When a law bans exchanges wanted by everyone directly involved a number of things happen:
1) The exchanges continue;
2) Prices of the banned items rise and wars to control turf begin;
3) New criminals are created, including many people who are ordinary good people (like colored margarine seekers);
4) New enforcement agencies and staff are created;
5) New jails are built and new jailers are trained;
6) Laws, lawyers and lawsuits proliferate;
7) A new branch of law and its practitioners prosper and support further extension and complexification of regulations;
8) A portion of the entire apparatus of enforcement and punishment is progressively corrupted;
9) New agencies and staff are created to discover, eliminate or suppress the corruption;
10) Many begin to support ever more drastic suppression and punishment;
11) A profitable subliminal partnership emerges unifying the interests of violators and enforcers as the profits from the illegal trade are negotiated and distributed among them;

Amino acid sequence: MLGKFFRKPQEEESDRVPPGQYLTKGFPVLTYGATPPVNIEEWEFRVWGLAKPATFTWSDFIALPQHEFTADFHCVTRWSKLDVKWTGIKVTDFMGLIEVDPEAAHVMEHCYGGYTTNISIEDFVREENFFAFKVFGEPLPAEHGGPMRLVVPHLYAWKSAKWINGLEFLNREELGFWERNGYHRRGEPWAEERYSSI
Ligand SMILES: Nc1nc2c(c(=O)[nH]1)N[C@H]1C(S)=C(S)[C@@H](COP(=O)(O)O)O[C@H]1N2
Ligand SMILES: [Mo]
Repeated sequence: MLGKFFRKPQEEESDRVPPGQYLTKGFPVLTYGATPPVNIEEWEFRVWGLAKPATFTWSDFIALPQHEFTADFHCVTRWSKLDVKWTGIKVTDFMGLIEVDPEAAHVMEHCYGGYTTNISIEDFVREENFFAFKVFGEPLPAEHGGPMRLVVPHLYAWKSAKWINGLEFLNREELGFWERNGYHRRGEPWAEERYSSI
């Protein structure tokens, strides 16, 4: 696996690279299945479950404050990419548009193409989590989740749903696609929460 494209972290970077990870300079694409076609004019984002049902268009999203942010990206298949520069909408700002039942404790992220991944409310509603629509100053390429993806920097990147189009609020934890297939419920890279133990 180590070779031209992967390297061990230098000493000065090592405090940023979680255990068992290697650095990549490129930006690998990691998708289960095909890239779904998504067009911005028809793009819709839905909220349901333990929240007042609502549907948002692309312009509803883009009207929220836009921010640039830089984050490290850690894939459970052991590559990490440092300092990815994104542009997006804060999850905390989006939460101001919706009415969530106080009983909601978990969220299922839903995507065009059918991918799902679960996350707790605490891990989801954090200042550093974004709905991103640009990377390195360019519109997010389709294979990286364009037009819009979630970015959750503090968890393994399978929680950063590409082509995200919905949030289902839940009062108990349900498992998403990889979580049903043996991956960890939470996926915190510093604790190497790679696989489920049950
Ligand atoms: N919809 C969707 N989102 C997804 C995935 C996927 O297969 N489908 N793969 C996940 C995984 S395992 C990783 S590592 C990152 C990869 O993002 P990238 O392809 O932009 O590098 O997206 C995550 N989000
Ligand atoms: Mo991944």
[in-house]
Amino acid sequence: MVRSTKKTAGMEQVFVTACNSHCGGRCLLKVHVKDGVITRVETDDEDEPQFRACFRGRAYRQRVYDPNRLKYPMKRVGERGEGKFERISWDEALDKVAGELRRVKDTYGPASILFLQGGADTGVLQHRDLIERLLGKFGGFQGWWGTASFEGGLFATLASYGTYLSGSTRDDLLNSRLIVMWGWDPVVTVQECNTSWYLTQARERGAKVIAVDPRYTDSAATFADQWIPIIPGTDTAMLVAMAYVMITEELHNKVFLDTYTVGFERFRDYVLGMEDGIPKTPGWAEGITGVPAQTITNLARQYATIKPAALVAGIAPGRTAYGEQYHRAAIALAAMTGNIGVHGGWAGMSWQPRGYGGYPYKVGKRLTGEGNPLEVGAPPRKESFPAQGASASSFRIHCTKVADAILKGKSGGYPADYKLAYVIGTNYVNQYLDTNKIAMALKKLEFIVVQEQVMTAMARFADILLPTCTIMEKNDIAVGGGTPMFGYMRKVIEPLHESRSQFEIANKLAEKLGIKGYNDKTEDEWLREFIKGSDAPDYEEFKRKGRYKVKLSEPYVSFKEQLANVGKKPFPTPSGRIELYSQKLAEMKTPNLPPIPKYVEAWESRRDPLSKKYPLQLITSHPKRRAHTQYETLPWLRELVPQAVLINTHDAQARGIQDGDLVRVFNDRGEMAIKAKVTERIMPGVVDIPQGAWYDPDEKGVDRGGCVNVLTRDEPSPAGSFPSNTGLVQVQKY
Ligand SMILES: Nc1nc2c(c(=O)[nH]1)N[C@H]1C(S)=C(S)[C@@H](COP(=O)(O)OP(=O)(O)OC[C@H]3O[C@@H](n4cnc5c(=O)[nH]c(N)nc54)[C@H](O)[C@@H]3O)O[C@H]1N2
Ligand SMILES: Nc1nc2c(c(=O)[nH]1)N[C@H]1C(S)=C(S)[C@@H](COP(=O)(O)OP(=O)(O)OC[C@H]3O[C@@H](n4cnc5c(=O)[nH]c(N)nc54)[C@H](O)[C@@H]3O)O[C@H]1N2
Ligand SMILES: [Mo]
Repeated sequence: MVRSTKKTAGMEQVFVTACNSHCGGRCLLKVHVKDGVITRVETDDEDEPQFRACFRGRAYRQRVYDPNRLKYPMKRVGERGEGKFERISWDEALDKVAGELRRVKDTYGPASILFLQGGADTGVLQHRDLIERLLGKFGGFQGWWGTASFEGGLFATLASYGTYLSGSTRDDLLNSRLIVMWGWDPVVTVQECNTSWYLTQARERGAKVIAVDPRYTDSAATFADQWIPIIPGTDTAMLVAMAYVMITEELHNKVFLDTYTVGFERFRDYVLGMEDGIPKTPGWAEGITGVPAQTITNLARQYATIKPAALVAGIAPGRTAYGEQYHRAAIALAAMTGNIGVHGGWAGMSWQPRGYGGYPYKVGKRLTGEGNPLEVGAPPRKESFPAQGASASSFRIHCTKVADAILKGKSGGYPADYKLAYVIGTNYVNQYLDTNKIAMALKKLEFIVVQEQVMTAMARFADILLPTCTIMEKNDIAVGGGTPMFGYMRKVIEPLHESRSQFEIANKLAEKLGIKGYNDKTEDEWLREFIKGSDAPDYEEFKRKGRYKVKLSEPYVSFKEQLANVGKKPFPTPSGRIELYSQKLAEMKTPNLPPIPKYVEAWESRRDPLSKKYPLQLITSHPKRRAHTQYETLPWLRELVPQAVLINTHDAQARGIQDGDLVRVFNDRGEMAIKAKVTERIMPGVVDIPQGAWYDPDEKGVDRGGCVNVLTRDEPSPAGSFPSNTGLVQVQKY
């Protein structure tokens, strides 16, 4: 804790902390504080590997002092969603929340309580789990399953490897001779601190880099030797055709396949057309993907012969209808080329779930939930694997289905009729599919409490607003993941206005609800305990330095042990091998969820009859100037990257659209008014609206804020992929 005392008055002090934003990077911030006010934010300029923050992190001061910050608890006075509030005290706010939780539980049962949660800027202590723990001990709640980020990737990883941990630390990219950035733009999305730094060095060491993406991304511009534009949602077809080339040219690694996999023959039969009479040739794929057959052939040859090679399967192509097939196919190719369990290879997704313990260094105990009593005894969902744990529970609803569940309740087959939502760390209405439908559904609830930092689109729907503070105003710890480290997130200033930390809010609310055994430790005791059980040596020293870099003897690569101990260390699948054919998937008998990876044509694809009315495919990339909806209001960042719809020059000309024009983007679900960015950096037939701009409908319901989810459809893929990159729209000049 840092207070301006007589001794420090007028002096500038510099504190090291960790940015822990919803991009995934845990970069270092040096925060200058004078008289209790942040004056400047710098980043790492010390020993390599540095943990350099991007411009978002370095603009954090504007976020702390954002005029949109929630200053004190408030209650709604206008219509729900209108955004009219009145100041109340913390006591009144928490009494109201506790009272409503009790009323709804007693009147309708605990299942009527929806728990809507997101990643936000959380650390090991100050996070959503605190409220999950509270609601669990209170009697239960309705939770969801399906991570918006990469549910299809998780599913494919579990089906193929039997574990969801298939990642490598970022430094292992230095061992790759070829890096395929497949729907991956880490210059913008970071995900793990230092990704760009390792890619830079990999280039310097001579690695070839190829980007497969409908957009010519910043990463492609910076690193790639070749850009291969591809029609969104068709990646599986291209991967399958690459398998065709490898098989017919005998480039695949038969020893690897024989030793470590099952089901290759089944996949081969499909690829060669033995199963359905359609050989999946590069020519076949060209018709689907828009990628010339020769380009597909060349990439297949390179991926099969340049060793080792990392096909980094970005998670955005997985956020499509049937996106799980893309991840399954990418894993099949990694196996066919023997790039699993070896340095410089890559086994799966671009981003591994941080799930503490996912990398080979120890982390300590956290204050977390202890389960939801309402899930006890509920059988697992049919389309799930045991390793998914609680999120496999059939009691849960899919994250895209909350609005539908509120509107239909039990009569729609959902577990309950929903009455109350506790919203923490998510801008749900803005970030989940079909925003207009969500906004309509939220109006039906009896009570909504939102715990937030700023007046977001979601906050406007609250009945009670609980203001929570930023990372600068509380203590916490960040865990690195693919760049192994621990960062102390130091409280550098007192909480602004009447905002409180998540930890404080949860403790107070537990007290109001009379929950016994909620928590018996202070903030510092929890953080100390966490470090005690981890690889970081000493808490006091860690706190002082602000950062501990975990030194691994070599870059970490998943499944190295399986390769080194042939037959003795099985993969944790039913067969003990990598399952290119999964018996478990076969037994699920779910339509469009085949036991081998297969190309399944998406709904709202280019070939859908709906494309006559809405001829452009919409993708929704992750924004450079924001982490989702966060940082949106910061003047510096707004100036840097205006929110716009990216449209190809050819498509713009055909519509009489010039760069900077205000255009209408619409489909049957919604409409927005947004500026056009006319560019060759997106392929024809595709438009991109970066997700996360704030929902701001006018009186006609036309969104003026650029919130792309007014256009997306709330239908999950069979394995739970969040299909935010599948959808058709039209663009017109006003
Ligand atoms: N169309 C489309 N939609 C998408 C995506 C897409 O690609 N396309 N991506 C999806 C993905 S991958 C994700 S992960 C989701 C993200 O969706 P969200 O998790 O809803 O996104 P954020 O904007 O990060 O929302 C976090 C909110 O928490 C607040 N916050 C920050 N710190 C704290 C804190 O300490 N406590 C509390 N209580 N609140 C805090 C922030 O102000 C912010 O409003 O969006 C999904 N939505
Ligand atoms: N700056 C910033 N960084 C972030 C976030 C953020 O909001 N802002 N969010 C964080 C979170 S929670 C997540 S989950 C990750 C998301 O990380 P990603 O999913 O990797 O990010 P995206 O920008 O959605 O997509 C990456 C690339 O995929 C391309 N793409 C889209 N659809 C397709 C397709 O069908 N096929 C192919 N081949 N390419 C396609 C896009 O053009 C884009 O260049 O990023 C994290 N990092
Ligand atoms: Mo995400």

12) The business engages all of the following: bad people buying and selling, good people buying and selling, police, judges, academics, enforcement trainers and suppliers, prison builders and suppliers, staff to support all of this, journalists to cover it, media organizations to sell the coverage;
13) Completely uninvolved people are caught in crossfires, including taxpayers;
14) The costs of controlling the new flourishing evil continue to grow seemingly without limit;
15) The vast network of beneficiaries of the law applaud and lobby for its continuation, vilifying all opposition;
16) Everyone gets more and more discouraged and inclined to hate all humanity. This list is probably too short.
However all of these bad things may be balanced by the fact that creative people are engaged in producing media based on the things that happen because of the prohibition, and by watching and reading we all learn delightful new things about how the world works. (channeling Voltaire).
It is not enough to simply ban exchanges that have consequences we don’t like. The costs of doing it should be compared with the costs of not doing it. Those costs usually dwarf the costs that would arise from unhindered transactions.